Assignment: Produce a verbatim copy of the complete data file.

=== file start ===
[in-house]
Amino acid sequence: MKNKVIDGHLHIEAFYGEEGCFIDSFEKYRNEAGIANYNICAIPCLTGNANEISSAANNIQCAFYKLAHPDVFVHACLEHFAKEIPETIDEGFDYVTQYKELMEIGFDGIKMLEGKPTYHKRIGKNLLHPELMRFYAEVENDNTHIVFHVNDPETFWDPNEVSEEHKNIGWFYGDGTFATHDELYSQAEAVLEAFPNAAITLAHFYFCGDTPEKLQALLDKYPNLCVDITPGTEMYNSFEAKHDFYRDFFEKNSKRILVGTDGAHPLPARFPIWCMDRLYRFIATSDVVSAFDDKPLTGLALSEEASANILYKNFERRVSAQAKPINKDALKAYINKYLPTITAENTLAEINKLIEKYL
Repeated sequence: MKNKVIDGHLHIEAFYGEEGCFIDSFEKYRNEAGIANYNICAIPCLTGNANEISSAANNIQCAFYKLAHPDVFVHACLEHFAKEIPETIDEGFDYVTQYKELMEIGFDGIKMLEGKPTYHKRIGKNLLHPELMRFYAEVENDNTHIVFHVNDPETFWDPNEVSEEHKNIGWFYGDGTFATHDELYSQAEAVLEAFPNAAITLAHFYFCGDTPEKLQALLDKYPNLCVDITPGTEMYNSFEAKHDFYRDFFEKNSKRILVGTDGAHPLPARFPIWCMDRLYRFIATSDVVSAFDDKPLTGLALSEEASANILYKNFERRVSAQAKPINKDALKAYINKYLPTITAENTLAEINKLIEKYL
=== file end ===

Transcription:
[in-house]
Amino acid sequence: MKNKVIDGHLHIEAFYGEEGCFIDSFEKYRNEAGIANYNICAIPCLTGNANEISSAANNIQCAFYKLAHPDVFVHACLEHFAKEIPETIDEGFDYVTQYKELMEIGFDGIKMLEGKPTYHKRIGKNLLHPELMRFYAEVENDNTHIVFHVNDPETFWDPNEVSEEHKNIGWFYGDGTFATHDELYSQAEAVLEAFPNAAITLAHFYFCGDTPEKLQALLDKYPNLCVDITPGTEMYNSFEAKHDFYRDFFEKNSKRILVGTDGAHPLPARFPIWCMDRLYRFIATSDVVSAFDDKPLTGLALSEEASANILYKNFERRVSAQAKPINKDALKAYINKYLPTITAENTLAEINKLIEKYL
Repeated sequence: MKNKVIDGHLHIEAFYGEEGCFIDSFEKYRNEAGIANYNICAIPCLTGNANEISSAANNIQCAFYKLAHPDVFVHACLEHFAKEIPETIDEGFDYVTQYKELMEIGFDGIKMLEGKPTYHKRIGKNLLHPELMRFYAEVENDNTHIVFHVNDPETFWDPNEVSEEHKNIGWFYGDGTFATHDELYSQAEAVLEAFPNAAITLAHFYFCGDTPEKLQALLDKYPNLCVDITPGTEMYNSFEAKHDFYRDFFEKNSKRILVGTDGAHPLPARFPIWCMDRLYRFIATSDVVSAFDDKPLTGLALSEEASANILYKNFERRVSAQAKPINKDALKAYINKYLPTITAENTLAEINKLIEKYL